Species attributes and invasion success by alien plants on Mediterranean islands
Article first published online: 18 MAR 2005
Journal of Ecology
Volume 93, Issue 3, pages 512–520, June 2005
How to Cite
LLORET, F., MÉDAIL, F., BRUNDU, G., CAMARDA, I., MORAGUES, E., RITA, J., LAMBDON, P. and HULME, P. E. (2005), Species attributes and invasion success by alien plants on Mediterranean islands. Journal of Ecology, 93: 512–520. doi: 10.1111/j.1365-2745.2005.00979.x
- Issue published online: 11 APR 2005
- Article first published online: 18 MAR 2005
- Received 14 July 2004 revision accepted 10 November 2004 Handling Editor: Ragan Callaway
- alien plant species;
- biological invasions;
- invasion syndrome;
- island ecology;
- Mediterranean Basin;
- naturalized species;
- species traits
- 1Species attributes have been used to explain invasion patterns assuming the prevalence of biological mechanisms, although this approach often suffers several methodological and conceptual limitations, such as local idiosyncrasies, differences among habitats, phylogenetic constraints and insufficient sample size.
- 2The relative importance of 15 species traits for explaining the abundance over 350 naturalized alien plant species was assessed across five Mediterranean islands (Corsica, Crete, Majorca, Malta and Sardinia). A comparative analysis accounting for phylogeny was used to examine variation in semi-quantitative estimates of species abundance in comparable habitats across the five island floras.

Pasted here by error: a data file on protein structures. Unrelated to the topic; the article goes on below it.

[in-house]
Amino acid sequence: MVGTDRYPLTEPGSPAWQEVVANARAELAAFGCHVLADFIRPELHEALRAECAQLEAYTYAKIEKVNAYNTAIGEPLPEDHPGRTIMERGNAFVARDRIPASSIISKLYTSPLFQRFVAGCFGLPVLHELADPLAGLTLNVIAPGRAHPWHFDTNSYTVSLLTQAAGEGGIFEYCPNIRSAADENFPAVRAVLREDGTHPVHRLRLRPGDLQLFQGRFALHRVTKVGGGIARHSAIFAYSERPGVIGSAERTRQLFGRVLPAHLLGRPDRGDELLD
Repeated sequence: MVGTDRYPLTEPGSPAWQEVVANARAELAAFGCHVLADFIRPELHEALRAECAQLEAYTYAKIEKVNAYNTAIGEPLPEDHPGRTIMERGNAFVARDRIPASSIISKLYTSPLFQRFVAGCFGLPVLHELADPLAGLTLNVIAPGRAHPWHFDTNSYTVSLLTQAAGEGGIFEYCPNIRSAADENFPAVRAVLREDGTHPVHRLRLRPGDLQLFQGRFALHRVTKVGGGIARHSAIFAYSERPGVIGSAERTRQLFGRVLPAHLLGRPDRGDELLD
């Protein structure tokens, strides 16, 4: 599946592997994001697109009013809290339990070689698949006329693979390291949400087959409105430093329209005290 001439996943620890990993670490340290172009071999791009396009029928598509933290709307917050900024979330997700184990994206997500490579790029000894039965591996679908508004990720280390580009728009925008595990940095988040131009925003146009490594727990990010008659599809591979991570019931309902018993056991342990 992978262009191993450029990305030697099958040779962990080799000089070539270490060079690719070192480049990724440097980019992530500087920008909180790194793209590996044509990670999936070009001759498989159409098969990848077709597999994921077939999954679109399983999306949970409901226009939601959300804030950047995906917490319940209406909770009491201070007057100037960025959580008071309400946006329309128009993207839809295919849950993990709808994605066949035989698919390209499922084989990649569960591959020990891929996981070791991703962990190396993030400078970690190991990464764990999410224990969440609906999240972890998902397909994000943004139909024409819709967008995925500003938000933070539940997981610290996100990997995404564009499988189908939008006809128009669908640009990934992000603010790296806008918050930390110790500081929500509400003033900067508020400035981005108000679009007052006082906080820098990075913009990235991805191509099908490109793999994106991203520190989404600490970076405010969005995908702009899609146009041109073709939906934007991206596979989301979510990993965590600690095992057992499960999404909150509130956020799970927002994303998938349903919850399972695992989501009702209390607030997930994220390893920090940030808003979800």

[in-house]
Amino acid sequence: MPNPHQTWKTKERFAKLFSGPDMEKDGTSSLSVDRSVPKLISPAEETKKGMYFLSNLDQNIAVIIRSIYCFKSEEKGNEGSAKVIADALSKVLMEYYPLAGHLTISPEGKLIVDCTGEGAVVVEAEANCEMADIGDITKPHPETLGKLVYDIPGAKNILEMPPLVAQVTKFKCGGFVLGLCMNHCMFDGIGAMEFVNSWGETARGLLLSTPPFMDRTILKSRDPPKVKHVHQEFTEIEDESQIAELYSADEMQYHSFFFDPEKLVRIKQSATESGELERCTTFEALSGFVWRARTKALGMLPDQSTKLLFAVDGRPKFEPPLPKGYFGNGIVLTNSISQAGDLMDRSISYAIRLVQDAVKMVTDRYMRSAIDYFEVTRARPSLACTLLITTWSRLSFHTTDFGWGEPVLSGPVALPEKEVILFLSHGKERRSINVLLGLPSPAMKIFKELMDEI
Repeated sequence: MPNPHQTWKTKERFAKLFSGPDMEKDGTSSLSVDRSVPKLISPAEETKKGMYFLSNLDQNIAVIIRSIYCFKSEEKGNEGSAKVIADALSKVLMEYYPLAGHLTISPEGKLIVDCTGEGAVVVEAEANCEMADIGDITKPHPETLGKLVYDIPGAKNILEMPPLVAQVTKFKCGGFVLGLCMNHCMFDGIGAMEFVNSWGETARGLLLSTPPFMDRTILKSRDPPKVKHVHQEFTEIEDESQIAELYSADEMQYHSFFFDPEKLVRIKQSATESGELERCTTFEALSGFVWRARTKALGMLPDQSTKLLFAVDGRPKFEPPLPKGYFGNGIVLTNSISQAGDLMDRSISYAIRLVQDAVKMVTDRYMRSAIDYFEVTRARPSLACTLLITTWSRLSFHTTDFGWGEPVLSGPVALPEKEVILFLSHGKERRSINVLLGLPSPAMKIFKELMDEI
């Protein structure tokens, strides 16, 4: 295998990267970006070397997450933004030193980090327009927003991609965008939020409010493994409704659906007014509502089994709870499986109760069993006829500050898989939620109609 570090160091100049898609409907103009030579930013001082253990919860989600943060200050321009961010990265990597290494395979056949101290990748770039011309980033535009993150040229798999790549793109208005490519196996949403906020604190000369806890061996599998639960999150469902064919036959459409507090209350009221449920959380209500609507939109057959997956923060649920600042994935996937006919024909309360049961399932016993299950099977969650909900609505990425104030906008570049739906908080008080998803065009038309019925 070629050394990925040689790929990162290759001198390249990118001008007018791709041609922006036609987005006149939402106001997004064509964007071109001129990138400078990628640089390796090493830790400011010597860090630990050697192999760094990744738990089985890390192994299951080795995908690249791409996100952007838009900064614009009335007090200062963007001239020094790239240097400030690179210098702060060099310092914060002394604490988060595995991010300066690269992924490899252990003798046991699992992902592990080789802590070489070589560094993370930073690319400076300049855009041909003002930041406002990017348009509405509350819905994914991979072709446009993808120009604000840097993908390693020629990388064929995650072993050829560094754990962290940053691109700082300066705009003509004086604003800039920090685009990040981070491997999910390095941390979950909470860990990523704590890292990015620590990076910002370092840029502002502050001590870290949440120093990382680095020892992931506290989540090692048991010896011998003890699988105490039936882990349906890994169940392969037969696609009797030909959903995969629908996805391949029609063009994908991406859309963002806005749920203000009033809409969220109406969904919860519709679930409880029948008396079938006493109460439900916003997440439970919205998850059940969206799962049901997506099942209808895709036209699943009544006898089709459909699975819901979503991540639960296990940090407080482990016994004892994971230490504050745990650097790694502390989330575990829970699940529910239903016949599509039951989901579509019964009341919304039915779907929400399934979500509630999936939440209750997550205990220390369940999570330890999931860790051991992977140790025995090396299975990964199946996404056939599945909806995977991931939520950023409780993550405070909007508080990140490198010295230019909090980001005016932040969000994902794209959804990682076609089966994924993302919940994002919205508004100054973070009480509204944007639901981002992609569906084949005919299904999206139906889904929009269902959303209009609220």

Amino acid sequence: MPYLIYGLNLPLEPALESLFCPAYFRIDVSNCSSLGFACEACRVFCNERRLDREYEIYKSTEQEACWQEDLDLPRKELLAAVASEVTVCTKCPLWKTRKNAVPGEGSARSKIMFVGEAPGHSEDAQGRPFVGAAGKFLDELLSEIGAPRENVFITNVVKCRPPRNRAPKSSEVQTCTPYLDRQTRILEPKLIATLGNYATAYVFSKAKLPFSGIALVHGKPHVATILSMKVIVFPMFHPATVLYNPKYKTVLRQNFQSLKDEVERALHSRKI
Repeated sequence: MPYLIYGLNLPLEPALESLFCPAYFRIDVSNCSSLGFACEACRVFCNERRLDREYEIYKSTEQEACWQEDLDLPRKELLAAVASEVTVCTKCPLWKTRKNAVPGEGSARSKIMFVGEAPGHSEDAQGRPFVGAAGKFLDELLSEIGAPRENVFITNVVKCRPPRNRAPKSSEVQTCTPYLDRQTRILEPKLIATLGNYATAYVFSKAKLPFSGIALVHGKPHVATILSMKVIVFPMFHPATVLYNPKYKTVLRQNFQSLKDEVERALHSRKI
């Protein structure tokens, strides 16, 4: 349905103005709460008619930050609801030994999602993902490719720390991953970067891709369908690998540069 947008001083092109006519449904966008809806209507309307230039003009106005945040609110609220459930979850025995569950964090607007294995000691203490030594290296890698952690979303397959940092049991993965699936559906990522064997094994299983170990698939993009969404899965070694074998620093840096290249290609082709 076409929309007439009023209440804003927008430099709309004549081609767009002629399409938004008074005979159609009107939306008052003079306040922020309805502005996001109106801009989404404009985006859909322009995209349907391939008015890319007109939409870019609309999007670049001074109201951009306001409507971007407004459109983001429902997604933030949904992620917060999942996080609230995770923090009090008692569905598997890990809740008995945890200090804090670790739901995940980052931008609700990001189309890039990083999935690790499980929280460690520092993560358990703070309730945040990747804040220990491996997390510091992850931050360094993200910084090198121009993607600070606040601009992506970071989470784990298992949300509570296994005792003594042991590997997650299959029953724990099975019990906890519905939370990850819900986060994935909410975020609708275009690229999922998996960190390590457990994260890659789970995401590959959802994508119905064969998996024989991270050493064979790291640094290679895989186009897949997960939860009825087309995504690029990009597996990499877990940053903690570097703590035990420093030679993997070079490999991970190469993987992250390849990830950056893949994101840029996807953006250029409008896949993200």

- 3Species were divided into those with affinity for semi-natural, agricultural and ruderal habitats. Both vegetative and reproductive attributes were evaluated for individual islands and averaged across all islands.
- 4Vegetative propagation, large leaf size, summer flowering, long flowering period and dispersal by wind or vertebrates were positively associated with average alien abundance across all five islands. Fewer significant trends were found in island-specific patterns.
- 5The relative importance of a few reproductive traits is reflected in over-representation of Caryophyllales, Asterales and Poales (late flowering, large seed size and anemochory). Although significant covariation in traits was found there was no evidence for well-defined invasive syndromes.
- 6Succulence was important in ruderal habitats, long flowering period in agricultural habitats and vertebrate seed dispersal in semi-natural habitats, suggesting that empty niches, avoidance of competitors and exploitation of mutualists, respectively, are important.
- 7The study highlights the importance of estimating invasion success across a wide region, but analyses of specific invasion stages are also needed. Reproductive traits, which may be more relevant for long-distance colonization, and vegetative traits, which determine local dominance and persistence, were, nevertheless, both related to abundance within islands.